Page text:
On March 26, 2000, Telemark's counsel made another attempt to settle the dispute. Telemark's counsel faxed Mr. Mengelt a proposed settlement agreement that again called for Telemark to pay Mr. Mengelt $77,270 in exchange for his return of the Wasatch stock held as collateral and further provided that the parties would "agree to forever hold each other harmless from any and all future claims regarding the subject note." R.22, Ex.K. The fax instructed Mr. Mengelt to execute and return the settlement agreement by way of fax if he consented to its terms, and that "[u]pon receipt of the signed agreement by fax, [Telemark would] cause certified funds to be issued to [him] at which time [Telemark] would appreciate return of the subject stock certificates." Id. Mr. Mengelt did not sign the settlement agreement, nor did he return the pledged stock as Telemark requested. Telemark, in turn, did not pay the note. Meanwhile, the value of Wasatch stock declined rapidly; by the end of 2000 the stock was trading at pennies per share.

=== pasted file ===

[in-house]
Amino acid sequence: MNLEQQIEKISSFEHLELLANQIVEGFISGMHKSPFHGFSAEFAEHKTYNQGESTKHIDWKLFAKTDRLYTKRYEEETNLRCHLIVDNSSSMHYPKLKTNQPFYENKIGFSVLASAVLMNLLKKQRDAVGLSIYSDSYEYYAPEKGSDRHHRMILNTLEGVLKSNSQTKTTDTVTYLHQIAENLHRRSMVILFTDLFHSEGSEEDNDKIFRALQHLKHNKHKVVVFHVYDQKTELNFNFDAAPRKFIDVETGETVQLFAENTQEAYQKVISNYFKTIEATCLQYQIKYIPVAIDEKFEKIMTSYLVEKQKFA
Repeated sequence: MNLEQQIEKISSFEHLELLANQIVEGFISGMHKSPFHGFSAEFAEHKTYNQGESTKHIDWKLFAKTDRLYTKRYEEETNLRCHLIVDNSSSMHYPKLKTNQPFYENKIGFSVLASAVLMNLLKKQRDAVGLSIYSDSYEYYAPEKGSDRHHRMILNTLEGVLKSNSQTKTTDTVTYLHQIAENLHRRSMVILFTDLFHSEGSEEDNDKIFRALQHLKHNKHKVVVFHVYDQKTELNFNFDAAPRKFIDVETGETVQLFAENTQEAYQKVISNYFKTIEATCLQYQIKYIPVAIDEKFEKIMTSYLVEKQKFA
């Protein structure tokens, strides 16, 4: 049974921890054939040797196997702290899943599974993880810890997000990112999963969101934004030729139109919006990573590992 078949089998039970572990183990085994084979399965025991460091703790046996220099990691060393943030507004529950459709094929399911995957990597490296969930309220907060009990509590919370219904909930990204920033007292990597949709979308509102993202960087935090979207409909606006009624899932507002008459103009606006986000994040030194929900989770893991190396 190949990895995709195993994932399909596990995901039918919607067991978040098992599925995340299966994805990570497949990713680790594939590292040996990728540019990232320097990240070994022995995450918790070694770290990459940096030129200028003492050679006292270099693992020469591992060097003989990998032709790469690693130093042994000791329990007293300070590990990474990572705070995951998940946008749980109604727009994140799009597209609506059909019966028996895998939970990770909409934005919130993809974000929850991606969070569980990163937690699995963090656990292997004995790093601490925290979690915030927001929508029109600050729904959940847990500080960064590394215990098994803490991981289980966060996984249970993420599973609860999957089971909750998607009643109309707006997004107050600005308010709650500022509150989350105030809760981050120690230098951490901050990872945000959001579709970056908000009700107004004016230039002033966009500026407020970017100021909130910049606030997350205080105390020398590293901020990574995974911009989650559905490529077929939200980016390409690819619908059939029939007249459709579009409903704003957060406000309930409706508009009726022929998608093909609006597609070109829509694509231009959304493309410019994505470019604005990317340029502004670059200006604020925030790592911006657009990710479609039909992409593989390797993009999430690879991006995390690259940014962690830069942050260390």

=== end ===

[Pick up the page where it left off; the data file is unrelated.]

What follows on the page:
B. District Court Proceedings

Telemark filed this action against Mr. Mengelt on June 15, 2000. It alleged that he had breached the terms of the note by refusing to accept Telemark's tendered payment and by failing to return the pledged stock. In addition to the return of the Wasatch stock, Telemark sought damages in an amount equal to the difference between the value of the stock on March 8, 2000, and the value of the stock on the date of return. On July 21, 2000, Mr. Mengelt filed a counterclaim to collect the principal balance and accrued interest owed on the note.

On April 4, 2001, Telemark and Mr. Mengelt filed cross-motions for summary judgment. The parties' submissions focused on whether Telemark's March 7, 2000, settlement offer constituted a legally sufficient "tender of payment" under Illinois law. On May 4, 2001, the district court granted summary judgment in favor of Telemark on the issue of liability, finding Mr. Mengelt liable for conversion of the pledged stock. The district court found that "no genuine issue of fact [stood] in the way of its determination that Telemark's March 7, 2000 offer constituted a valid tender so that Mengelt's rejection of that offer was a breach of his obligations under the Note." R.30 at 15. The district court reserved judgment on the issue of damages pending the parties' submission of additional evidence. On September 21, 2001, Telemark and Mr. Mengelt filed cross-motions for summary judgment on damages. On January 17, ...